One Answer Lies in the Divided Self

August is coming to a close and life is busy at Nature’s Narrative. As we speak I am working my way through creating courses and free offerings that will be of service to you in the future. This process of creation has been full of surprises.

Thankfully I have joined a group of kick-ass ladies – all of whom are hell-bent on elevating and empowering their fellow humans.

As a university professor I had assumed that creating courses for Nature’s Narrative (outside the university setting) would be a piece of cake. Ha! Turns out talking about the role of nature in Japanese culture is not the same as talking about the role of liberation in daily life.

Why is that?

Perhaps one answer lies in the divided self.

The divided self – at least for me – manifests most clearly when I am out of touch with my body. Something comes between me and me. I become at odds with myself, ‘of two minds’. I am not integrated.

The reasons vary. It could be my own expectations for myself (they overshoot my capabilities). Or it could be me trying to please my inner critic (judgement often results in the divided self: the accused and the accuser).

Two days ago I bruised my right wrist getting up from the floor.

The word ‘injury’ comes from the Latin ‘in’ which means ‘not’ and the Latin root ‘iur/ius’ which means ‘right’. This is the same root for ‘jury’. A jury decides whether one’s actions are ‘right’.

Unlike a jury, knowing what is right for your body is a very personal – not to mention important – decision. But this is a decision we make for ourselves at every moment of every day.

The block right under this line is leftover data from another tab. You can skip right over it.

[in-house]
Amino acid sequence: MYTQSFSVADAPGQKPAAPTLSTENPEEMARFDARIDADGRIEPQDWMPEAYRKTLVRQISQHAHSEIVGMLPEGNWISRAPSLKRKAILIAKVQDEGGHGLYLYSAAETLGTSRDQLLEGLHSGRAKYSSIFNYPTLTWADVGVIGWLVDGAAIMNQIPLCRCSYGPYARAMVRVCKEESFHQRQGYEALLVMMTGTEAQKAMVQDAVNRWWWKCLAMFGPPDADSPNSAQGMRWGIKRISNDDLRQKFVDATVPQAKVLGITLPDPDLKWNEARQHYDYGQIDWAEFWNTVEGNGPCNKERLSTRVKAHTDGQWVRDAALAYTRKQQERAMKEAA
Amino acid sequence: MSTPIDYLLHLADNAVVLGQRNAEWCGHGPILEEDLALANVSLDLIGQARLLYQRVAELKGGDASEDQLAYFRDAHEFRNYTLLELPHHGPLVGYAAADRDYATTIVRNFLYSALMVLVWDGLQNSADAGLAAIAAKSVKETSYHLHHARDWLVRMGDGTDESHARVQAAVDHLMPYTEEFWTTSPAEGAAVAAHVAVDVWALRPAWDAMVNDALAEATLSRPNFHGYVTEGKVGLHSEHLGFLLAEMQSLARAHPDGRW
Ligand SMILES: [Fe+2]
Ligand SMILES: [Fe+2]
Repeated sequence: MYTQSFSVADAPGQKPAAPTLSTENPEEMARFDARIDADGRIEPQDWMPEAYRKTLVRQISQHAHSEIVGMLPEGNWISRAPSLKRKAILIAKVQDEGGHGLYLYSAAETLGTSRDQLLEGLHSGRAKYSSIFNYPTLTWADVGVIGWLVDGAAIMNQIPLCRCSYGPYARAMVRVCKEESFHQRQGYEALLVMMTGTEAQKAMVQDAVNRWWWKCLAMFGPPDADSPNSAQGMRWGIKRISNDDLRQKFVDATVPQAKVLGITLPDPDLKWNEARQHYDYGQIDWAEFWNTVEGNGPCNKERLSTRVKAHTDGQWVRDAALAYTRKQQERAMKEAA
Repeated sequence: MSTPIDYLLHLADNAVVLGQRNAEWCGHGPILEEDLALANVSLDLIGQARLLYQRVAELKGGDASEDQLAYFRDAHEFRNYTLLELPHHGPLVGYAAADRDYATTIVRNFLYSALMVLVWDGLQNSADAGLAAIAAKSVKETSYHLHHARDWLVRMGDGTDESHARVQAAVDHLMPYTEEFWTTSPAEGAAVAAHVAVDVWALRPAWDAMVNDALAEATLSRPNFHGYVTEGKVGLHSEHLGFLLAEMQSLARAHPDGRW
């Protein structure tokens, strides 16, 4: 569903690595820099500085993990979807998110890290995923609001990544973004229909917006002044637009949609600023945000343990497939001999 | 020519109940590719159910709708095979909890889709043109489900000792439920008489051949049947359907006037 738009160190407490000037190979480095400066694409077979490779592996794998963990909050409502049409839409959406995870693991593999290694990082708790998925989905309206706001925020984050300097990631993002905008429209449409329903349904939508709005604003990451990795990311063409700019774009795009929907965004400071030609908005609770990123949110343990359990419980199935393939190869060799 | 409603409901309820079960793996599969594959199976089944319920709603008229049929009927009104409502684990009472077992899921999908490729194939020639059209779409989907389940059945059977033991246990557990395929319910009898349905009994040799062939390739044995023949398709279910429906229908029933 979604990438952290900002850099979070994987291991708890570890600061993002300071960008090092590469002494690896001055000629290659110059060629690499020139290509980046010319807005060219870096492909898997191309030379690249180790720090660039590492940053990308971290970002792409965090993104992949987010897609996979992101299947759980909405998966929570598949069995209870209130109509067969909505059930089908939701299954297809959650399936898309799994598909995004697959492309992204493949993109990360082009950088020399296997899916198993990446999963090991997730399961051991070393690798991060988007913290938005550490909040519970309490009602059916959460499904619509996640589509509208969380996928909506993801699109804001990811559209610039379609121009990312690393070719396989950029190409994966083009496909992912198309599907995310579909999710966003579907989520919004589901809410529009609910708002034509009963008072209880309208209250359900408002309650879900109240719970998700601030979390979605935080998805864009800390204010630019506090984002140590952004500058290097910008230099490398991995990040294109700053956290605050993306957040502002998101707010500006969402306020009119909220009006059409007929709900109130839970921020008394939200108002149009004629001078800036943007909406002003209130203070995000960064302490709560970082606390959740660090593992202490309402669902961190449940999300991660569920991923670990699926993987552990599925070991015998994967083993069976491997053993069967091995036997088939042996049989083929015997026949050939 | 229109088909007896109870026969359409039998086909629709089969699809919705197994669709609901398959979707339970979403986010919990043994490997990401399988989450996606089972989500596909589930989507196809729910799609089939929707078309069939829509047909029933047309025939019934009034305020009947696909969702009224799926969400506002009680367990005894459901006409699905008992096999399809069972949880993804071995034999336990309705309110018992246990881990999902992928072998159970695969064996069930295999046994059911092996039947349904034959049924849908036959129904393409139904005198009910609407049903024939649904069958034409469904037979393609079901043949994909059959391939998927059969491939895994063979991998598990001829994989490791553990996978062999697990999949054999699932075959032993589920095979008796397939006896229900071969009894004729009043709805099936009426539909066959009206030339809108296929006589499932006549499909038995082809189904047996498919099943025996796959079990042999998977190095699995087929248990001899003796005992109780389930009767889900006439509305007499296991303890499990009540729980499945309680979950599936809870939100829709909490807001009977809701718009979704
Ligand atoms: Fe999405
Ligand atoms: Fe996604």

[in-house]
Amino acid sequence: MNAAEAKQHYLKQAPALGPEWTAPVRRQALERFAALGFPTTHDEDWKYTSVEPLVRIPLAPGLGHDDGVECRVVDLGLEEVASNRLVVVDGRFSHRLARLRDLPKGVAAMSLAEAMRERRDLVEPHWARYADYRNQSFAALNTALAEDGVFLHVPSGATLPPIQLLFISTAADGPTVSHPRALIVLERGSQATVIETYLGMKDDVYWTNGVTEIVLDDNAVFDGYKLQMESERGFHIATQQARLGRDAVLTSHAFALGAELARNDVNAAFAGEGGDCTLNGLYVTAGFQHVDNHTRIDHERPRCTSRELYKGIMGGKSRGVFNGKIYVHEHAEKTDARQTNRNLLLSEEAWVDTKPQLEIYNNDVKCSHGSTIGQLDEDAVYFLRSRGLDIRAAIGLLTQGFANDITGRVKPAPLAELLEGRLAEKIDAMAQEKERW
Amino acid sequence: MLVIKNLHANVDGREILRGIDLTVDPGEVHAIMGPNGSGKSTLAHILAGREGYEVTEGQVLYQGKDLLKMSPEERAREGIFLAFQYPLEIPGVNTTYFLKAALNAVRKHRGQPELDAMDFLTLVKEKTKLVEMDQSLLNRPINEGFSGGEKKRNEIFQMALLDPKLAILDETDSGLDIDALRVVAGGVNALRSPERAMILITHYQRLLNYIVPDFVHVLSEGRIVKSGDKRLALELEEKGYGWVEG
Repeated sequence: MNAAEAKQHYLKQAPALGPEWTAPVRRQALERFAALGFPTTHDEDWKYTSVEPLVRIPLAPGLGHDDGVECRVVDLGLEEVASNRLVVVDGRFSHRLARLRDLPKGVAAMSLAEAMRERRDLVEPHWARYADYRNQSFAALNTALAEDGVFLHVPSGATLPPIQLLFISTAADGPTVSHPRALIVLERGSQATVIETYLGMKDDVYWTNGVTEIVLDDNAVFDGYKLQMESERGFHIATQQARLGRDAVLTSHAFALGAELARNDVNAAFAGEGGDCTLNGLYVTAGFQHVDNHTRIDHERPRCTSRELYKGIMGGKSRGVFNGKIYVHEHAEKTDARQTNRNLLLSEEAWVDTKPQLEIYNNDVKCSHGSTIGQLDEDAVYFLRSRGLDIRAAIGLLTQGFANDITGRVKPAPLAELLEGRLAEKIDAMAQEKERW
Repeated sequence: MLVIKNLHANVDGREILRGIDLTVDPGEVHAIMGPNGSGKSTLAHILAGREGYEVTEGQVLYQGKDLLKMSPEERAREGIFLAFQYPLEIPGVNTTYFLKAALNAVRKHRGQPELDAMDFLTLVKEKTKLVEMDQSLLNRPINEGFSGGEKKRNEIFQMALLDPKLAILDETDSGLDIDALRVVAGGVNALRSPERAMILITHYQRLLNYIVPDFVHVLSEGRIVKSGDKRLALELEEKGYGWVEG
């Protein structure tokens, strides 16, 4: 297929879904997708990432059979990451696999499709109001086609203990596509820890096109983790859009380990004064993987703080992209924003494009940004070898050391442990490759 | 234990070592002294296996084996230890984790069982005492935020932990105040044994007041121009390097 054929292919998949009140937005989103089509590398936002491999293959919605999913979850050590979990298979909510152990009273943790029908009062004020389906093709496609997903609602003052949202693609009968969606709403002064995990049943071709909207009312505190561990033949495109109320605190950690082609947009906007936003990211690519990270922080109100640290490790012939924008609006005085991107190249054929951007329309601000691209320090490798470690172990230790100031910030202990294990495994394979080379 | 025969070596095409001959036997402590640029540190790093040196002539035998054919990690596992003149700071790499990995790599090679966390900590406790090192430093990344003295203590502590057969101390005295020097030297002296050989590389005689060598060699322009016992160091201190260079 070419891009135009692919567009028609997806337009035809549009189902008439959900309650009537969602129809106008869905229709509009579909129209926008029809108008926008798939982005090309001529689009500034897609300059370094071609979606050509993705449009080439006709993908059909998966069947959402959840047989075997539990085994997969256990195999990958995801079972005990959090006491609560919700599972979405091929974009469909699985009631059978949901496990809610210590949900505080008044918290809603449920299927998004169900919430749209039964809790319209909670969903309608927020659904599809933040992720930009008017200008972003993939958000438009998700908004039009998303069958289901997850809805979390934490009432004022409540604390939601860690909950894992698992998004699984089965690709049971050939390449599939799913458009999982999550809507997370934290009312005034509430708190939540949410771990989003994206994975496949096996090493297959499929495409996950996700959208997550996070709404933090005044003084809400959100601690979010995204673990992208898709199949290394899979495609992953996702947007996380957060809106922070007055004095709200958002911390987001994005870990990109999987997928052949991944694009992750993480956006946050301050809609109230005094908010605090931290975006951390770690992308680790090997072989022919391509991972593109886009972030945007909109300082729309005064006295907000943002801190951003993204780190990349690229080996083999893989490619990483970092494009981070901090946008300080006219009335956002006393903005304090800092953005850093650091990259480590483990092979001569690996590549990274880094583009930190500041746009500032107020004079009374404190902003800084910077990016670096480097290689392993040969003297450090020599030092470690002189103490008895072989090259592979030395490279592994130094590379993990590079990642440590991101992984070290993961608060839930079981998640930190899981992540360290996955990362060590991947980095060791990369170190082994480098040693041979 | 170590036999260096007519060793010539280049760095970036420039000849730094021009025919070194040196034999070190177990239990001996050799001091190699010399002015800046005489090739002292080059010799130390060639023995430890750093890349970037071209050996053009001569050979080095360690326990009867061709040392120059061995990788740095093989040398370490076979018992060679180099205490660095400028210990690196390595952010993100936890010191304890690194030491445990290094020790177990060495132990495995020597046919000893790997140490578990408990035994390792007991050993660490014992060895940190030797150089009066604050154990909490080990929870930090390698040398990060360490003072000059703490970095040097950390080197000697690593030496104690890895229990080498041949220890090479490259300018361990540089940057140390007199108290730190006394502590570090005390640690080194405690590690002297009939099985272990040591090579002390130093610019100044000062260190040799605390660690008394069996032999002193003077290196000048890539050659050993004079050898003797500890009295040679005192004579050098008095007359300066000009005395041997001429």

I injured myself because I was not inhabiting/dwelling in my body ‘right’.

When we dwell in our body/mind incorrectly (not right) accidents happen. I had a conversation with a young man (the day after I injured my wrist) who had a traffic accident and spent a month in the hospital. His injury was ‘not right’ because he was in a situation that was ‘not right’. He was working at a job he did not like and in a relationship that needed to change. He was treating himself ‘not right’ and so he injured himself. In actuality he was injuring himself all along. He just never paid attention until the ‘injury’ became dramatic (an accident).

This notion of using your body ‘right’ is what underlies the use of mudra during mindfulness practice. After thousands of years humans have discovered that there are certain ways we can use our bodies (specifically our hands) to support our body/minds in ways that promote health and well-being.

Yoga uses the same principle. Yoga (same root as ‘yoke’) means ‘union’. Yoga teaches us ways to use our bodies ‘right’ (asanas) to facility union of our body/mind within ourselves.

When we get injured, injuries can be a wake up call as to what is ‘not right’ in our lives and this might lead us to consider making changes.

I have an appointment with the gym on Tuesday.

A divided self leads to injuries because a part of the self is not being heard. The intimate, healthy, and vital relation between our body and our mind has been compromised. Perhaps even separated. It is because I am not treating myself right that I become injured. The ‘not right’ becomes dramatically visible.

Perhaps we can think about injuring others in the same light. When we injure others we are treating others ‘not right’.

The invitation here is to treat yourself – as well as others – ‘right’. In this way we can all remain safe; i.e. uninjured..

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